High End Finish for High-End Wheels

Posted on Friday, August 1, 2014

Headquartered in Livonia, Mich., Formula 43 is a dedicated manufacturer of OEM and aftermarket automotive wheels. “Using years of experience in the automotive wheel industry to manufacturer the highest level of modular and mono-block wheels for the racing and sports car industry, Formula 43 is able to produce the latest wheel designs with exclusive updates that result in improved strength, stiffness and weight savings,” says Ralf Guennewig, president of Formula 43. “These new features will enable the most discerning sports car enthusiast and pro-race teams the benefit of quicker lap times, greater steering response, improved fuel economy and ultimate durability,” he says.

Not only is the wheel’s performance important, but they have to look good, too, and they have to last.

“These wheels cost roughly $1,000 each and they are going on cars that cost at least $100,000,” Guennewig reveals. Formula 43 was having its custom-built wheels anodized by an outside vendor in Detroit. “They only offered two color options: clear and black. Other colors in anodizing are not UV stable,” Guennewig explains.

Because Formula 43 wanted to expand its color options to customers and have the ability to speed up the finishing process by moving it in house, they did what anyone else does these days. They researched the subject of powder coating on the internet. “One issue we were concerned about was the temperature needed to cure the wheels at as the material is AL6061-T6 and used on pro-race applications on some of the finest sports and racing cars in the world,” Guennewig says. Exceeding 350°F for an extended amount of time can begin the aging process and make the aluminum too hard. That was a risk that the company was not willing to take.

Their first contact was with Chuck Jarvis at Tiger Drylac. “We met with him and he explained the new technology in powders and that it can cure at much lower temperatures than what our initial research revealed,” Guennewig explains. After more online research, the wheel maker found that Parker Ionics was nearby, so they arranged a meeting with Parker’s local sales rep and company president, John Cole. After a demo at their lab in Westland, Mich., the two companies began the process of developing the method for powder coating and baking the wheels. “They had a small demo booth that was the perfect size for our needs, so we determined the GX7500 with hopper would be the best for our application,” Guennewig says.

Fabricating the Wheel Substrate

Before the wheels can be finished with powder coating, they are custom made using the Spin-Form process, developed by Formula 43. It is a specific method in spinning 6061 aluminum circular sheets into two-piece rim-halves. The computer- controlled German spinning machine uses four rollers to form the inner and outer rim-halves on tooling designed in the shape of each rim-half. The Formula 43 method is a three-step process:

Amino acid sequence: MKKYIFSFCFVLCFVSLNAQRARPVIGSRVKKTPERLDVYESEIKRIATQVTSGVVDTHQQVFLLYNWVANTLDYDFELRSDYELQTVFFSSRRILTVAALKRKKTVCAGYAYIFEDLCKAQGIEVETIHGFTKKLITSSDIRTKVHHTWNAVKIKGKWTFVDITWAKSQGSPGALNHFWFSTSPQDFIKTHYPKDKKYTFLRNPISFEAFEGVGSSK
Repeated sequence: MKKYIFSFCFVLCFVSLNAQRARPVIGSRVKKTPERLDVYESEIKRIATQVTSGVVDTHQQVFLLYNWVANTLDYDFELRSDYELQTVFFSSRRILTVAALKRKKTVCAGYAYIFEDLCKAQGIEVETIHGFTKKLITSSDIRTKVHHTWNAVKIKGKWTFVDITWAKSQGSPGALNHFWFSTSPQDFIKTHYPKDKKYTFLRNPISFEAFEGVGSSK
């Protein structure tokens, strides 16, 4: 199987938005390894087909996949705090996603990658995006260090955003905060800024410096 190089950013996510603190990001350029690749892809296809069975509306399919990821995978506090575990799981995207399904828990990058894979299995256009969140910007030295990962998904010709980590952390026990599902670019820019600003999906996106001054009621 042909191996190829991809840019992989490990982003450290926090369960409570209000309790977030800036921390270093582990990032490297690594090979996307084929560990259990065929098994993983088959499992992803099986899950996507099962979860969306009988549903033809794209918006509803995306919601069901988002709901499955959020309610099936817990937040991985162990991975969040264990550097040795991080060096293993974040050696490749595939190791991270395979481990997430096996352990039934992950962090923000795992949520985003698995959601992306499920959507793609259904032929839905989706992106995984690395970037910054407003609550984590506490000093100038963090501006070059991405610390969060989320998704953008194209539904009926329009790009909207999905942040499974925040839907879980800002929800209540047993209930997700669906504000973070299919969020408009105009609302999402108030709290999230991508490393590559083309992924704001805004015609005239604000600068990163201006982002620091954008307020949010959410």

• Spinning the part,
  • Heating and aging the 6061 rims to T6 condition, and
  • Re-calibrating the rim-half.

Hence, the process as well as the company that fabricates and finishes these wheels is known as Formula 43 (four [4] rollers, three [3]-step process).

Crossing the Finishing Line

Guennewig explains how the high-end wheels, once through the Spin-Form process, are finished. He says it all starts with “a simple and easy to use five chemical cleaning station/ process, which was set up by Mark Miller from Torch Surface Technologies.” The wheels go through the cleaning process and then dry in an oven. “After they’re cleaned, dried and cooled off, they are masked in certain critical high tolerance areas that we cannot get powder on. After masking, they’re hung on Mighty Hook racks or carts and are ready for powder coating.”

Formula 43 uses a Parker Ionics Q-Flo spray booth with stainless side walls and polycarbonate ceiling and front. They also use a GX7500 spray gun unit with Pulse Power, 60L liter hopper and three Prismatic 5lb small hoppers. “We also purchased a used Wisconsin oven that is used for drying, curing and aging the wheels from AL6061-T4 to AL6061-T6. The oven brought another process in house that we were outsourcing as well,” Guennewig explains.

In addition to Tiger’s powders, Formula 43 also uses Prismatic. “Both have great products with a wide range of color options, and we can purchase smaller amounts as our customers ask for very specific colors and only need three to five pounds. Purchasing 40 pounds of, say, Chevy Orange for one set of wheels would not be cost effective for us,” Guennewig explains.

“Up until the spring of 2012, were only able to offer clear and black on our wheels, and the finishing process took a lot of time,” Guennewig says. “Since bringing the powder coating process in-house, we are able to offer our customer virtually unlimited color option, and we have dramatically increased our production time and quality—not to mention our gross profits have increased as well.”

Sharon Spielman is editor of Powder Coated Tough Magazine.  she can be reached via email at Sspielman@powdercoating.org